Another related field to which this comparative radiocarbon date test can be applied in various ways is that of archaeology. It goes without saying that social disorder, migrations and conquests have occurred in ancient times without global catastrophes having occurred. However the First General Theory strongly suggests that widespread folk movements occurred at the time of the global cataclysms it postulates. Therefore, if enough radiocarbon dates for the arrival of new cultures in given areas are available, it should be possible to detect if any correlations exist between these and any episodes of ocean level changes.
The chart of the 4th millennium might be relevant here also (fig. 2). This was composed originally for a conference and was designed to suggest a line of investigation into the circumstances surrounding the original colonization of the British Isles by Neolithic (stone-using) farmers which does not seem to have been explored hitherto. Side by side with the radiocarbon dates for sea level changes and volcanism in the middle of the fourth millennium B.C. are given the dates for the earliest Neolithic sites, mostly from the long mounds and cairns which covered the collective graves of that period.
Why these peasant farmers took the decision to cross the English channel and settle in an unknown land at the time they did has never been clear, and the question has seldom been asked. Yet when one sees here how the earliest Neolithic dates apparently come soon after those for the sea level changes and at a time of widespread volcanic activity in Iceland and elsewhere, one can only wonder whether the first farmers came across to Britain as a result of some drastic changes in the environment. The possibility clearly exists, although many more dates will be needed before it can be said that it is or is not likely. It may well be that the pattern shown by these dates is the outline of the one to be expected a priori if Velikovsky's First General Theory is correct, and this type of investigation certainly needs to be pursued.
Finally the numerous destruction levels in the cities and settlements of antiquity might be subjected to the same kind of study. Cities have been wrecked and burnt at all times, of course, and many of these burnt levels have been carbon-dated. When enough such destruction levels—from the Mediterranean to China and Peru—have been closely dated with reliable organic samples (particularly sites where masonry buildings have collapsed and buried their contents), any universal destructions should stand out in the kind of analysis suggested. Again, such 'peaks' of destruction dates, if they prove to exist, should coincide with any found in the histograms of dates from sea levels, volcanic activity and other major archaeological culture changes.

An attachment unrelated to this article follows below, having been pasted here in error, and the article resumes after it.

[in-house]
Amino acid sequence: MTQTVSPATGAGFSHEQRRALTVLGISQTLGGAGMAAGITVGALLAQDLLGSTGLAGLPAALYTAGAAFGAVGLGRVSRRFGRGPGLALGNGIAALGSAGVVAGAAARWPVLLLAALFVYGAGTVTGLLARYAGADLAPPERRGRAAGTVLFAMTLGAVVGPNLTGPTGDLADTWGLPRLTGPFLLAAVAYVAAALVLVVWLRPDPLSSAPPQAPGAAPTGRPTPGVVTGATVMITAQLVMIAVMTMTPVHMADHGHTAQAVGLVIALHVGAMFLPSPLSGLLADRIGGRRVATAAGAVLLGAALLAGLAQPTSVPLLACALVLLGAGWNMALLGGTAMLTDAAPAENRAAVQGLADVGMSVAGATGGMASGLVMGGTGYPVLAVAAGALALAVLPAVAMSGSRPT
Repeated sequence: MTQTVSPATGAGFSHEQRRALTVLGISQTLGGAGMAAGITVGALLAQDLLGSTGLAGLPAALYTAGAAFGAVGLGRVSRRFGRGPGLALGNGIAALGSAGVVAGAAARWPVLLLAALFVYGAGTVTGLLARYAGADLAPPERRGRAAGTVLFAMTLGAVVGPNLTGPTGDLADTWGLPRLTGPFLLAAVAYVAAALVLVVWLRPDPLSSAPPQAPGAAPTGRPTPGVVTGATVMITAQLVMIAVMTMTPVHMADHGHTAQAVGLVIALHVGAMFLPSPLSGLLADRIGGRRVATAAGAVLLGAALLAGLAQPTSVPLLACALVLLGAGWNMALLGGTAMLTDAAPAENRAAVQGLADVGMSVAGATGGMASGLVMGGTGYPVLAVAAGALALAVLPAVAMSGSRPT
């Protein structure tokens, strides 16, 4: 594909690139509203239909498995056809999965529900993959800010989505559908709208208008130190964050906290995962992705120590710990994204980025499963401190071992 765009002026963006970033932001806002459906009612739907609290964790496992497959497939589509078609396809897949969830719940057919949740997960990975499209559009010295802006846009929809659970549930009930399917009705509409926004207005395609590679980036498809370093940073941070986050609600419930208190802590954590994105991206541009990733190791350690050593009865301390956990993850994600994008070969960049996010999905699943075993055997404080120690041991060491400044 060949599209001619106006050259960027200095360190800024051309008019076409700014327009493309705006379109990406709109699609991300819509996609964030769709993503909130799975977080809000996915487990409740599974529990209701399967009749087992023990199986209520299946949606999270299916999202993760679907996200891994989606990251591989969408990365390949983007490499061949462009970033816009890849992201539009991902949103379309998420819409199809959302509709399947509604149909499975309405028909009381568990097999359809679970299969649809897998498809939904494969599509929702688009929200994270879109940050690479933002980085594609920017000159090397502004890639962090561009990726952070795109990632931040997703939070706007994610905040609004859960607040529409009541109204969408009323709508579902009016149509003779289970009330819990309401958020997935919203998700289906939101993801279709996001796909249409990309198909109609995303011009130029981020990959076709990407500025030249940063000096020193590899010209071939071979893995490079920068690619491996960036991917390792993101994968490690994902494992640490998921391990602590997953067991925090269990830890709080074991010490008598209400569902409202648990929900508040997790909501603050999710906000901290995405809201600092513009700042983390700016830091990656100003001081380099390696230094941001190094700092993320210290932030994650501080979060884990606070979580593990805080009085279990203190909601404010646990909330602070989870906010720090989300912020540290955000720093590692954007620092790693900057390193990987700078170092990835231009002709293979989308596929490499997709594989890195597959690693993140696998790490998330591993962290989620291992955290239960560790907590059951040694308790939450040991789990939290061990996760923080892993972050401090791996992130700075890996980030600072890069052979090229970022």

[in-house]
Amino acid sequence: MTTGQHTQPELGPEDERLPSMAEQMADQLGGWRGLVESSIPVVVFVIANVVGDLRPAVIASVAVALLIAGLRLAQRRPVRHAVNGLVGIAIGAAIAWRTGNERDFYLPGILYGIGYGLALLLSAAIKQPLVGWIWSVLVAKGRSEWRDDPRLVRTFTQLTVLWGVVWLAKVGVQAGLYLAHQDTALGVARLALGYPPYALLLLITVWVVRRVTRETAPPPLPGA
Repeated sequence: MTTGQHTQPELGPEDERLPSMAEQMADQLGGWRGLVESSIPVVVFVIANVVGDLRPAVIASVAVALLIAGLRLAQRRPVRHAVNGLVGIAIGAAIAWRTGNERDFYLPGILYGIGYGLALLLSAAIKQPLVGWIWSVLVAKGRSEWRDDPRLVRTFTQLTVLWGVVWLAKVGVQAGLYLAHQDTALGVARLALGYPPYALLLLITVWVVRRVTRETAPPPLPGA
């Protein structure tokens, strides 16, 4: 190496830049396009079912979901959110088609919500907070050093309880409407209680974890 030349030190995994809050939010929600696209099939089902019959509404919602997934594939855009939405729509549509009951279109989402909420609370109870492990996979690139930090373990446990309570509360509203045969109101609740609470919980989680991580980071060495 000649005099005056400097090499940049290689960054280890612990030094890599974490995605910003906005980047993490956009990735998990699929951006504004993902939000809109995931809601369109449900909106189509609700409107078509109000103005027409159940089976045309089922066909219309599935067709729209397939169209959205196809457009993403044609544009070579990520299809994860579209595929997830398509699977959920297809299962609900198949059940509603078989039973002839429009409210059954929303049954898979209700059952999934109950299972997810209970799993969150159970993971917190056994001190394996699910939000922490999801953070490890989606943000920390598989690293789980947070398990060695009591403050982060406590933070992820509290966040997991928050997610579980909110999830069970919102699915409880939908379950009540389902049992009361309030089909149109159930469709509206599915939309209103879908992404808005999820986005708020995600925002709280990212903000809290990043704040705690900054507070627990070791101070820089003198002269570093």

An important aspect of this analysis, as with the others suggested, is that all relevant C-14 dates, say up to A.D. 1500, should be included. This ought to prevent any unconscious bias in favor of the dates of any particular age, and would also forestall the criticism that peaks of dates might occur in the period after the last suggested upheaval. An important implication of the First General Theory—and one which needs to be tested equally with the others mentioned—is that there should be no combined peaks of dates after 687 B.C.
It is always dangerous to pin too much of a theory on the interpretation and dating of a few sites of whatever kind. The method of comparative study by C-14 dates which I am suggesting should get over this difficulty and will either clearly support or clearly disprove any theory that global catastrophes have occurred. Moreover its results will be independent of the evidence pertaining to General Theory Two—which says that the agents of the catastrophes were extra-terrestrial—and should reduce what seems to me an excessive dependence on the data, inevitably incomplete, currently being obtained from the Moon, Mars and Venus. Earth alone will provide the conclusive evidence for or against terrestrial catastrophes.
(1) The third general theory might be that electric forces play an important part in the solar system.
(2) E.W. MacKie, "Thoughts on Radiocarbon Dating," Antiquity, 45 (December, 1971),197-200, and "Some Aspects of the Transition from the Bronze-to-Iron-Using Periods in Scotland," Scott. Arch. Forum, 3 (1971), 55-72, especially figures 1 and 2. More examples in H. Godwin, "The Contribution of Radiocarbon Dating to Archaeology in Britain," Phil. Trans. Roy. Soc. Lond., Section A, 269, Number 1193 (December 1970),57:75.
(3) W. F. Libby, "Radiocarbon Dating," Phil. Trans. Roy. Soc. Lond., Section A, 269, Number 1193 (December 17, 1970), 1-10.
(4) Published in the journal Radiocarbon since 1959.
(5) A. D. Lacaille, The Stone Age in Scotland (London, 1954), pp. 167-75 and Figure 64.
(6) The top of the Sea bed under the North Sea is of this age.
(7) J. B. Sissons, The Evolution of Scotland's Scenery (Edinburgh, 1967); J. B. Sissons and C. L. Brooks. "Dating of Early Post-Glacial Land and Sea Level Changes in the Western Forth Valley." Nature, 234 (December 13, 1971), 124-27.
(8) E. W . MacKie, "Radiocarbon Dates for Two Mesolithic Shell Heaps and a Neolithic Axe Factory in Scotland", Proc. Prehist. Soc., 38 (1972), 412-16.
(9) I. Morrison, "Some Problems in Correlating Archaeological Material and Old Shorelines," Scott. Arch. Forum, 1 (1969), 1-17.
(10) Several articles in Icelandic, with English summaries, in Nàttúrufraedingurinn, 34, Part 3 (1964), 97-145.
(11) H. Case, "Neolithic Explanations," Antiquity, 43 (1969), 176-86; and D. D. A. Simpson, ed., Economy and Settlement in Neolithic and Early Bronze Age Europe (Leicester, 1971).
PENSEE Journal III